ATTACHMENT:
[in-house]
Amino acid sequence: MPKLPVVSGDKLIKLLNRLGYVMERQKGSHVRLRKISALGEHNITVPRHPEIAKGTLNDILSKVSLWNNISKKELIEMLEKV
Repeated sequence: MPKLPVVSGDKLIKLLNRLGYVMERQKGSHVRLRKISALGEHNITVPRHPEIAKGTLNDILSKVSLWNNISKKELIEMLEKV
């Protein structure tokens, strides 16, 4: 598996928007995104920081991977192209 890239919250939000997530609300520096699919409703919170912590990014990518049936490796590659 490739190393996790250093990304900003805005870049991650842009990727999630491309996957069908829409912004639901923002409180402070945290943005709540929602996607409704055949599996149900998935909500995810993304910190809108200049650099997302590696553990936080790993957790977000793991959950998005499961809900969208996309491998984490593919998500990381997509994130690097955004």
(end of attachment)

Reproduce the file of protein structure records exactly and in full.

[in-house]
Amino acid sequence: MPKLPVVSGDKLIKLLNRLGYVMERQKGSHVRLRKISALGEHNITVPRHPEIAKGTLNDILSKVSLWNNISKKELIEMLEKV
Repeated sequence: MPKLPVVSGDKLIKLLNRLGYVMERQKGSHVRLRKISALGEHNITVPRHPEIAKGTLNDILSKVSLWNNISKKELIEMLEKV
């Protein structure tokens, strides 16, 4: 598996928007995104920081991977192209 890239919250939000997530609300520096699919409703919170912590990014990518049936490796590659 490739190393996790250093990304900003805005870049991650842009990727999630491309996957069908829409912004639901923002409180402070945290943005709540929602996607409704055949599996149900998935909500995810993304910190809108200049650099997302590696553990936080790993957790977000793991959950998005499961809900969208996309491998984490593919998500990381997509994130690097955004």